State of the Industry 2015: Clients confused by event technology

Corporate event planners are both confused and uninspired by the vast array of event technology on offer, with one in four stating that they have no plans to invest in new technology in 2015.

State of the Industry 2015: Event technology
State of the Industry 2015: Event technology

Almost a quarter (24%) of the 116 corporate event planners surveyed for C&IT’s State of the Industry 2015 Report said they are not looking to invest in new technology in 2015. And another 18% said that even as they move into the third quarter of the year, they are still unsure if they want to or have budget to invest in technology.

"We’ve been looking for something that won’t cost a fortune to build each time and that retains simplicity but we haven’t quite found it yet," says Clare Moses, head of events, personal and corporate banking, Barclays.

Event planners said that they value simplicity over innovation and that the highest levels of engagement among delegates are apparent when the technology is easy to use. Moses adds: "The most effective methods are often the simplest, so we need to keep technology simple for our delegates to engage with it."

The only way is app

With this in mind, it is perhaps no surprise that the most popular area of event technology is mobile event apps, with more than half (51%) of corporate event planners saying they will be implemented into their events in 2015.

George P Johnson executive director of experience planning Gareth Dimelow explains why: "Event apps are the most popular tool, because it is clear what functionality they bring to the experience and the end user. It is clear for the event manager to understand how the event will be made better."

A fifth (20%) of the 87 event agencies surveyed said that they have also invested in mobile event apps in 2015 to meet this demand from clients, which is higher than any other area of technology, including registration systems (15%), delegate management software (15%) and digital media (5%).

"We have a lot of dealings with event apps, which was a big investment for us in 2014," says Laura Derbyshire, events and revenue director, Team Spirit.

Charlotte Wilson, managing director at Pure Events, is also well aware of this trend. "The rise in event apps and the request for them means it’s going into every single proposal."

Marissa Irons, executive assistant, events and project management at Experian Cross Channel Marketing UK, also sees the value in event apps but believes there is still more work to be done. "Event apps always spark my interest but, a lot still haven’t got it right. It’s the simple, intuitive elements that are often the best but which get left out. 

Wilson believes that corporates are reluctant to trial new technology they don’t fully understand, and therefore favour simpler solutions, such as event apps.

"Clients are terrified by the rise in technology and what it means. A lot of clients know they need to engage in it but are not sure how to and what the correct route is."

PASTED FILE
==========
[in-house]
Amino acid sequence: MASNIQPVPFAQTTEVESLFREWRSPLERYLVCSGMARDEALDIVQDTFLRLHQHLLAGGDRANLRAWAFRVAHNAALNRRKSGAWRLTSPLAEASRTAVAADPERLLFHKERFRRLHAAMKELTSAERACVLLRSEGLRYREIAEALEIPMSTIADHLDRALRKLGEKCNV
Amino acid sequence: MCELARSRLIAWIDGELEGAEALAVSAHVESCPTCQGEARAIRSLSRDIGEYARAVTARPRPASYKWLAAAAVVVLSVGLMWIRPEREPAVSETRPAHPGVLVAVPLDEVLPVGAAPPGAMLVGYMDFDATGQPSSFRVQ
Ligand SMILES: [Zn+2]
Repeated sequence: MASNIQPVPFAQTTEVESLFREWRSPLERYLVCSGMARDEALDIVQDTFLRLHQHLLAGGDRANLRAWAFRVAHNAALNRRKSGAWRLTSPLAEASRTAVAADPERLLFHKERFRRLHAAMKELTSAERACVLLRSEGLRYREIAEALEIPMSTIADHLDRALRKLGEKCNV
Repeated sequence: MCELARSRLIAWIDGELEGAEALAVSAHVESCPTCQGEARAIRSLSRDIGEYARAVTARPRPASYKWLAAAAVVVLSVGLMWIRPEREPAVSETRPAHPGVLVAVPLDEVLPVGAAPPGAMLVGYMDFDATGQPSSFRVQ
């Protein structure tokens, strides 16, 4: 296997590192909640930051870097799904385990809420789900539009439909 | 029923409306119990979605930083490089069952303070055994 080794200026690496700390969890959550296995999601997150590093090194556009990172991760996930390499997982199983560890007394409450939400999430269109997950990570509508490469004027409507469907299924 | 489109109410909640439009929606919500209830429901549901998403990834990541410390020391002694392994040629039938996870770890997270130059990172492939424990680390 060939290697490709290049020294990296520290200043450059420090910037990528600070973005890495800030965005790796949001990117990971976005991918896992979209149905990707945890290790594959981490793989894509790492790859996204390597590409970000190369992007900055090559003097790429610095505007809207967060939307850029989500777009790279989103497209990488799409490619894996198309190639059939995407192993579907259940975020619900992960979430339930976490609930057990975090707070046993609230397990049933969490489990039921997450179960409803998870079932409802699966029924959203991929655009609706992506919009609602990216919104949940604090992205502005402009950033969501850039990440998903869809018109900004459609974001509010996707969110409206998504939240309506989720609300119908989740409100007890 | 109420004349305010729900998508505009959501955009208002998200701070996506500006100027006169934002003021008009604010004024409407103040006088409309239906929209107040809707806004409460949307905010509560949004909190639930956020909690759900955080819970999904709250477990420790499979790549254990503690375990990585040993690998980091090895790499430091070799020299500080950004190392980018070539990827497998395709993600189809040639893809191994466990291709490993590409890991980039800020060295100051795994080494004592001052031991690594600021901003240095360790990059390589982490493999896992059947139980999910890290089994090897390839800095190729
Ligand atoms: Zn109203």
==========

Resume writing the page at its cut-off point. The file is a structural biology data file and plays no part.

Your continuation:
This puts agencies in an awkward position, as not keeping up with the growth of new technology could be detrimental further down the road.

Derbyshire explains: "Technology is moving so fast and knowing what is going to stick around and what is just a farce is challenging, particularly when we have short lead times."

Breaking boundaries

Not all corporate event planners are reluctant to explore new possibilities, however. As companies are becoming more and more global, corporates are looking to further the reach of their events and broadcast their messages beyond the four walls of the venue.

"We did two events recently with 200 participants at the event itself and we reached out to 1,200 participants who were watching from their desks," explains Amanda Hoffmeister, head of group events management, Amadeus.

"This kind of technology is proving that we’re showing a difference and for the amount of money that’s being spent on it we’ve got a much vaster reach of participants."

Moses says that using technology to increase the longevity of an event is at the top of her agenda as well. "The next challenge is how technology can help allow the content to live on after the events so we can reach the largest possible relevant audience outside the room," she explains.

No gimmicks

Even though investment into some areas of technology is looking positive, the majority of corporates are still nervous about trialing new products. Although this isn’t necessarily a negative thing, according to GPJ’s Dimelow.

"Brands seem to think they need to be seen as early adopters," he says. "If we’re pushing new technology onto clients then we’re doing everyone a disservice because if it’s not benefitting the needs of an event then it is just a gimmick."

This supports the argument that skeptics of new technology have been proclaiming for some time now, that using new technology for the sake of it is never going to end well. Just look at what happened to Google Glass.

"Agencies should help clients get more comfortable with the technology that already exists and then go from there. It must be presented as a solution," concludes Dimelow.


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